The morning after returning from my trek, I awoke with a giant, furry spider in my bathroom, aching right shoulder, stabbing pain in the area of my right ribs, and mild soreness in my legs. The soreness in my right shoulder felt as though I was carrying a heavy bag, even when I was lying down. The sharp pain in my side was only a problem when I coughed, sneezed or laughed, but it caused me to keel over in agony without fail.
I was in sad shape when Steve stopped by for lunch. I wanted to tell him about the trek, and share my photos so we went to the nearby Peace Cafe. Steve is a funny guy, so I had to explicitly tell him not to make me laugh. While I wasn’t complaining much, it didn’t take long for my body language to give away the discomfort I felt. We cut lunch short and he picked up some Paracetamol (aspirin-like drug) from a pharmacy and met me back at my room where I was already back in bed. I was in enough pain to wonder whether I should see a doctor. He recommended rest, and given he had trekked to Everest Base Camp without a porter back in April, I trusted his advice.
The Paracetamol took the edge off the pain, but it was hard to be comfortable, especially at night. I felt as though my arm should be in a sling to relieve the aching, and I had to sleep on my left side. I was so glad I made the effort to find a new room with a soft mattress.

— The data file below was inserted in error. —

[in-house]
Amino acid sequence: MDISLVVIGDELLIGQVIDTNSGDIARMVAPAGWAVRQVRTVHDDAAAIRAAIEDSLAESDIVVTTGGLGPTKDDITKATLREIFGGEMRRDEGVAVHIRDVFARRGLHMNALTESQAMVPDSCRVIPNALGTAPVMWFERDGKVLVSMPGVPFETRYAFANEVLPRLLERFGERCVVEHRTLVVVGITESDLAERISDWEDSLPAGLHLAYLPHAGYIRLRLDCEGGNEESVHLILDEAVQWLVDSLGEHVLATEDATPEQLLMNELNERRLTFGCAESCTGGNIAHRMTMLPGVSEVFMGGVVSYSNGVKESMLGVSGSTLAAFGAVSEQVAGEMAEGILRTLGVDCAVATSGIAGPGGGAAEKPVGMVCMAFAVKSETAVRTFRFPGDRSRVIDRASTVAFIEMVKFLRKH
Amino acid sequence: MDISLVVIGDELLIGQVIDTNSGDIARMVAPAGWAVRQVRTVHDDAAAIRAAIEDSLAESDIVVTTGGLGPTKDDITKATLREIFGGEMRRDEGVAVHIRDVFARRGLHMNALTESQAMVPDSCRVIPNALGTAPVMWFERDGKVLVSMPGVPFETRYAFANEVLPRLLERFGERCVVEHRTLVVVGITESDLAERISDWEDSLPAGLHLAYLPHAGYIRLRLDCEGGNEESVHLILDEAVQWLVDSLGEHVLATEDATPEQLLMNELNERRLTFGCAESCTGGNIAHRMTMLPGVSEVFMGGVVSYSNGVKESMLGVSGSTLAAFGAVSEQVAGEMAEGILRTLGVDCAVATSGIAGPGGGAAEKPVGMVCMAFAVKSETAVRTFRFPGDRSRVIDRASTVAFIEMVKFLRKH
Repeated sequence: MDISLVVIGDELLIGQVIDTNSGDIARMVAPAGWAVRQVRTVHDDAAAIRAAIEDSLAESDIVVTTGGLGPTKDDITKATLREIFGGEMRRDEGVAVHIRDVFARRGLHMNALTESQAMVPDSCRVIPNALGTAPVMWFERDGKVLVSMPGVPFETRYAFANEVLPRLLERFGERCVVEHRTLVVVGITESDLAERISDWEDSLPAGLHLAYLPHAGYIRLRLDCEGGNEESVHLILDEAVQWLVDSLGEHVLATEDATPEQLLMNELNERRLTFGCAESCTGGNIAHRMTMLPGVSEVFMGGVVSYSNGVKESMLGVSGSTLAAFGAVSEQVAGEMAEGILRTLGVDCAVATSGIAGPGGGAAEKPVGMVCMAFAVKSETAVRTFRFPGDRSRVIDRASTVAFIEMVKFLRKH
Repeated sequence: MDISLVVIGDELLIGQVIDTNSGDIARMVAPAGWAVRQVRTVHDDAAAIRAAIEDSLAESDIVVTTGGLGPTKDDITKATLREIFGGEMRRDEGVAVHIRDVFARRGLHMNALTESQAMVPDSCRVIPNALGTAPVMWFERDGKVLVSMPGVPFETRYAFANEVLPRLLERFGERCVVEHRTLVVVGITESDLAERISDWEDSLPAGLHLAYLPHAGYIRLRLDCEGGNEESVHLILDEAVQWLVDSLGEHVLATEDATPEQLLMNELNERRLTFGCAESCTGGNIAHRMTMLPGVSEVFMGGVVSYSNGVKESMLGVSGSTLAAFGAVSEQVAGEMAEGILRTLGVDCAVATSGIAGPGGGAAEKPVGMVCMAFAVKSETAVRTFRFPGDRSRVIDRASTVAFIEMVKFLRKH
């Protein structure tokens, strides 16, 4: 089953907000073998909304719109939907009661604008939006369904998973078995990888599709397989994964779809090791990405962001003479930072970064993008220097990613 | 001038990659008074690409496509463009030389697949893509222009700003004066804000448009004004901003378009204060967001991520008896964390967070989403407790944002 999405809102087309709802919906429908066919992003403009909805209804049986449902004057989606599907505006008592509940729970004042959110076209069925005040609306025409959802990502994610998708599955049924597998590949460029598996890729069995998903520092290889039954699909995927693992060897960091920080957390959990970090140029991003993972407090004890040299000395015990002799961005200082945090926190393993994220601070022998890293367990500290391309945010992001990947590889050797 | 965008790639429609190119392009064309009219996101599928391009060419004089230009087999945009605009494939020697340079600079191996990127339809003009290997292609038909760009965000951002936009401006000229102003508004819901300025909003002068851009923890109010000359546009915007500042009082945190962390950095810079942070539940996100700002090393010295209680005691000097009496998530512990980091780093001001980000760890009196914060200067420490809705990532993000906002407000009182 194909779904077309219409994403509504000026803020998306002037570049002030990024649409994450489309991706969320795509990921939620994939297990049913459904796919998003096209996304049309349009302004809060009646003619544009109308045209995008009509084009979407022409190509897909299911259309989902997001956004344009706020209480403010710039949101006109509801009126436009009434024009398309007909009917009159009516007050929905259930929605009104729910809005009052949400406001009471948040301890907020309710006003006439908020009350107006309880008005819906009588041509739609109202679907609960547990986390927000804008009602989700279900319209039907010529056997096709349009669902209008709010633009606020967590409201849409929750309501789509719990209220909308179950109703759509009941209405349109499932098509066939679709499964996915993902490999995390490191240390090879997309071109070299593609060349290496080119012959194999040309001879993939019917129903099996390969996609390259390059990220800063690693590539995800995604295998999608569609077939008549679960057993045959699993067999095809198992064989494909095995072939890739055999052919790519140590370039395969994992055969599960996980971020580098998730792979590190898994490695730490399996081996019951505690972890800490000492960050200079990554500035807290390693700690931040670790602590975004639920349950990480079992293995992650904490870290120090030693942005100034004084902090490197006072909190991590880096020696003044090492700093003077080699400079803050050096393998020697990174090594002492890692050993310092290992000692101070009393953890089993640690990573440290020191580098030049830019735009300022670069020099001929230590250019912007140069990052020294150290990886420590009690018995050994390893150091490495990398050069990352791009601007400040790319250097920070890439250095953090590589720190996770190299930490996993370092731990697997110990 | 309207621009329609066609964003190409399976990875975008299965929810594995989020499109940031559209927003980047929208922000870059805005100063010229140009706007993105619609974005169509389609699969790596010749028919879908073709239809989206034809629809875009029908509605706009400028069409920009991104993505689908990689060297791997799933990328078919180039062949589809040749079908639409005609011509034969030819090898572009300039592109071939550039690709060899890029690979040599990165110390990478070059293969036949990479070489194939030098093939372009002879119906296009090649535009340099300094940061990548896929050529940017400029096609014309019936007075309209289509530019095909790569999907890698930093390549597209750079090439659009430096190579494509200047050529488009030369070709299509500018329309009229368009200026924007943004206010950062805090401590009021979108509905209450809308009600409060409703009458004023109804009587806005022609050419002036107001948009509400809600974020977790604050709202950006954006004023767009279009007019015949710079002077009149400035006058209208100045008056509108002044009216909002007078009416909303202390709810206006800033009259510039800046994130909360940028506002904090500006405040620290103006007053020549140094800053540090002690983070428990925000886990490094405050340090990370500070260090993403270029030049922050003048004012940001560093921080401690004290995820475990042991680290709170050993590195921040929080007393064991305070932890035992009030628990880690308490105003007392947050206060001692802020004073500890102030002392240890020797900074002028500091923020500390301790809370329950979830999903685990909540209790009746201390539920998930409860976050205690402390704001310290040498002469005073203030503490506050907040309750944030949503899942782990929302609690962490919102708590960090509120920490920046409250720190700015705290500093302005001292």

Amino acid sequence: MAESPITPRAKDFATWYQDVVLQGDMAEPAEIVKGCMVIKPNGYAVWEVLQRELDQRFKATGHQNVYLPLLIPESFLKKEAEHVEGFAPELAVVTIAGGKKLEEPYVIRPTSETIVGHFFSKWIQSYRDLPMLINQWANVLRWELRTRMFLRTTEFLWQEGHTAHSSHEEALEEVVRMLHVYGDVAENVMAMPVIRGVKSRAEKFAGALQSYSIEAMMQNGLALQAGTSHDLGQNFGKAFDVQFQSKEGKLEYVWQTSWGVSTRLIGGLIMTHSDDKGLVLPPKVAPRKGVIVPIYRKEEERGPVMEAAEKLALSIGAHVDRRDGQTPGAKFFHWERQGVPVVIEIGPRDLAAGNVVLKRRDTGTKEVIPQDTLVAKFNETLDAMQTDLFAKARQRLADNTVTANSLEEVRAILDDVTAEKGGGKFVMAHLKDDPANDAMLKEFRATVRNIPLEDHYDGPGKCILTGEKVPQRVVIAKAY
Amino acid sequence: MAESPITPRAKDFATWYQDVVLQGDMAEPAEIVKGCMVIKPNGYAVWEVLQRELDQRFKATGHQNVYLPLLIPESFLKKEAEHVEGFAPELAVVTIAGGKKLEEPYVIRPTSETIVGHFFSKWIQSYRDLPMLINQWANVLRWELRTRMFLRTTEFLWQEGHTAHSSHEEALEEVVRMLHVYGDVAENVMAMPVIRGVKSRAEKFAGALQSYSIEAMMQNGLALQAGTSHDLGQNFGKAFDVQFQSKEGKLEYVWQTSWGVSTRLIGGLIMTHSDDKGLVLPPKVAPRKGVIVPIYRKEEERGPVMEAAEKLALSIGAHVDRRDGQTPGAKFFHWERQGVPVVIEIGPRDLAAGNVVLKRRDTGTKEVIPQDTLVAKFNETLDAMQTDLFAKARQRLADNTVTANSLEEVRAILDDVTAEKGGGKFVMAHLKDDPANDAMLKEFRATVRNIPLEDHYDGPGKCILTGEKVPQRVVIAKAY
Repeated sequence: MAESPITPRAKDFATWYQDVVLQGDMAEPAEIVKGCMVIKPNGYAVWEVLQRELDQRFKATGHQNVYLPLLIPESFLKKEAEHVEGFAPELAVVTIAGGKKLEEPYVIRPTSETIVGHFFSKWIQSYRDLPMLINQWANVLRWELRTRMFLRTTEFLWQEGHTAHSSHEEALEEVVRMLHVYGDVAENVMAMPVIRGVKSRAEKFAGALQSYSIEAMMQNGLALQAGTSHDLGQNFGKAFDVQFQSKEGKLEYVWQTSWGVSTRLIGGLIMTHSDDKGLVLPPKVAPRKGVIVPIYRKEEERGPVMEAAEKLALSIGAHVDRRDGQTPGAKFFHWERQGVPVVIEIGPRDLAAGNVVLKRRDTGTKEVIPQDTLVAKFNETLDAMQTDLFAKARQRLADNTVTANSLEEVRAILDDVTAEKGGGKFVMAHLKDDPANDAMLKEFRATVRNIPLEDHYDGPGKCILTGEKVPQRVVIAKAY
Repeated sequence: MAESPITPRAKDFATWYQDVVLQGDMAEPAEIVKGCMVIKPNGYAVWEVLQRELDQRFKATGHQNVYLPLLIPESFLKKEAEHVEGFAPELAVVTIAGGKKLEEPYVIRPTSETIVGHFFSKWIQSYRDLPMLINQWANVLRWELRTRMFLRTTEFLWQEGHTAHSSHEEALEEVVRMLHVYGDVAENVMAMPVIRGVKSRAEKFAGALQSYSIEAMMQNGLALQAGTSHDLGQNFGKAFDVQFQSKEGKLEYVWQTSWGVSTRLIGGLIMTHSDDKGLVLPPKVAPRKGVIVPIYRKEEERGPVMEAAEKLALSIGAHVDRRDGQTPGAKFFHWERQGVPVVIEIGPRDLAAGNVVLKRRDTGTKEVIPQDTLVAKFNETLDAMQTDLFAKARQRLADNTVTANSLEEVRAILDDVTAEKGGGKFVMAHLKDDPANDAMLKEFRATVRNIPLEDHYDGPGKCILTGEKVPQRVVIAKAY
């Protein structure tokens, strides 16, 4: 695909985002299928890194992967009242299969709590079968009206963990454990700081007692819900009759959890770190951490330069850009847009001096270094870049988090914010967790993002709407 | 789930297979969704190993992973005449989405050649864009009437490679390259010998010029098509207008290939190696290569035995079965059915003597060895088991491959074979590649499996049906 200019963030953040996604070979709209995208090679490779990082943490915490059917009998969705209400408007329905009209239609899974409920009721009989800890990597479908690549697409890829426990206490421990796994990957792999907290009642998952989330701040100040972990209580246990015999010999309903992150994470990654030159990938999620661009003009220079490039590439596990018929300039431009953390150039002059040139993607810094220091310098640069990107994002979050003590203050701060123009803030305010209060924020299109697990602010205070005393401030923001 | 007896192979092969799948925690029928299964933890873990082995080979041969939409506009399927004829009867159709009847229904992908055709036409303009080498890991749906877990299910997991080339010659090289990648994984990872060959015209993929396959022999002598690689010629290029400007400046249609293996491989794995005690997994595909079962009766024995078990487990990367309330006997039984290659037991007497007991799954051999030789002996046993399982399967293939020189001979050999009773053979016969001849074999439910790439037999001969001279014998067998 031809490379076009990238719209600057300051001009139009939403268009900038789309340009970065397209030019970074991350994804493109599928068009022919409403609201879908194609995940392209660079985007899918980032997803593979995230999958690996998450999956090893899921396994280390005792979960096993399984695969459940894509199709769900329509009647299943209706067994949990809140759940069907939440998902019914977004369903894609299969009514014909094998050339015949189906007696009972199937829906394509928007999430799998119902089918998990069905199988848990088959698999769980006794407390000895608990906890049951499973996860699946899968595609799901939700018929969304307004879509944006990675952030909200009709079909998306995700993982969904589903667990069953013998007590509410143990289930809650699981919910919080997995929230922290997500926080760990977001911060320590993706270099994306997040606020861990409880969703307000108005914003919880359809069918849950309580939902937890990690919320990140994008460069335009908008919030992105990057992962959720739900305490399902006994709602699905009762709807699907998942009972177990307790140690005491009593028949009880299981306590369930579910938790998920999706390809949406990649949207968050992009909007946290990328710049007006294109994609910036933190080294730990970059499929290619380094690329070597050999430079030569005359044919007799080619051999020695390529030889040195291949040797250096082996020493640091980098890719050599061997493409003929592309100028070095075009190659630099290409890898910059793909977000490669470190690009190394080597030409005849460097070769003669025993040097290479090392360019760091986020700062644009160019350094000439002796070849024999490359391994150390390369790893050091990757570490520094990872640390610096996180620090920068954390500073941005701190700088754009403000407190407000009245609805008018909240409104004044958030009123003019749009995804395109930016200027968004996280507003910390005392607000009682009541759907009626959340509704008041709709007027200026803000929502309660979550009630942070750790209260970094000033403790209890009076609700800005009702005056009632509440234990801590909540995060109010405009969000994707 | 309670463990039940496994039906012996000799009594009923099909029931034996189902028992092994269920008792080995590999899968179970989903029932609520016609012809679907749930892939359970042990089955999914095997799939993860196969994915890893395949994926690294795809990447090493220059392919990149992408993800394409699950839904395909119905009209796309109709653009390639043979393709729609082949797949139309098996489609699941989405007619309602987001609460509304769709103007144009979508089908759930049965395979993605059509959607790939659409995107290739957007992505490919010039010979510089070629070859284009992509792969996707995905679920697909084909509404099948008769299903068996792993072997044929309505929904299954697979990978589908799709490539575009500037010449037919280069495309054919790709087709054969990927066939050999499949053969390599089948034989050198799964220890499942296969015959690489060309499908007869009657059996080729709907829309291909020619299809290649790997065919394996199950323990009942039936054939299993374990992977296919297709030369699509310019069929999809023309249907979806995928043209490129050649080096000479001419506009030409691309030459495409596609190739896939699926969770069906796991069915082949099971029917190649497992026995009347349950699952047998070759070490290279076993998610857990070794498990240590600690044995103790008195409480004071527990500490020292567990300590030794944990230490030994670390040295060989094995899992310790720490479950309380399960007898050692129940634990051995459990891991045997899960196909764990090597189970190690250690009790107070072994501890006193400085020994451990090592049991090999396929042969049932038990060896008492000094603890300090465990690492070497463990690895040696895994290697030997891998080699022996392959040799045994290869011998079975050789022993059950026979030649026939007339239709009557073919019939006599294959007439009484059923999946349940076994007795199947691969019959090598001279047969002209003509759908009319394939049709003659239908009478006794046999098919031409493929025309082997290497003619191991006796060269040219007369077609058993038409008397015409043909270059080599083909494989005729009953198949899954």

After two days, I felt as though I could handle a Tibetan massage. I’d been meaning to try acupuncture, so I combined the two and visited a Tibetan doctor whose office was in the building adjacent to my hotel. She recommended three sessions given my injury was new. I was doubtful the pain could be alleviated in just three days.
The first session was limited to 25 minutes of acupuncture. Three needles were poked into my shoulder, with a fourth and fifth in each elbow. Unsure whether to credit the acupuncture, I found myself able to spend a few hours on the internet before feeling a lot of pain again by bedtime. The second session began with a 25-minute back and shoulder massage, followed by acupuncture. Again, I felt better after the session, though it was even more noticeable the next day. To my surprise, I felt 100% again after the third session.
Unfortunately, I have no way to know whether the pain would’ve dissipated as fast on its own, or whether the massage helped more than the acupuncture (or vice versa).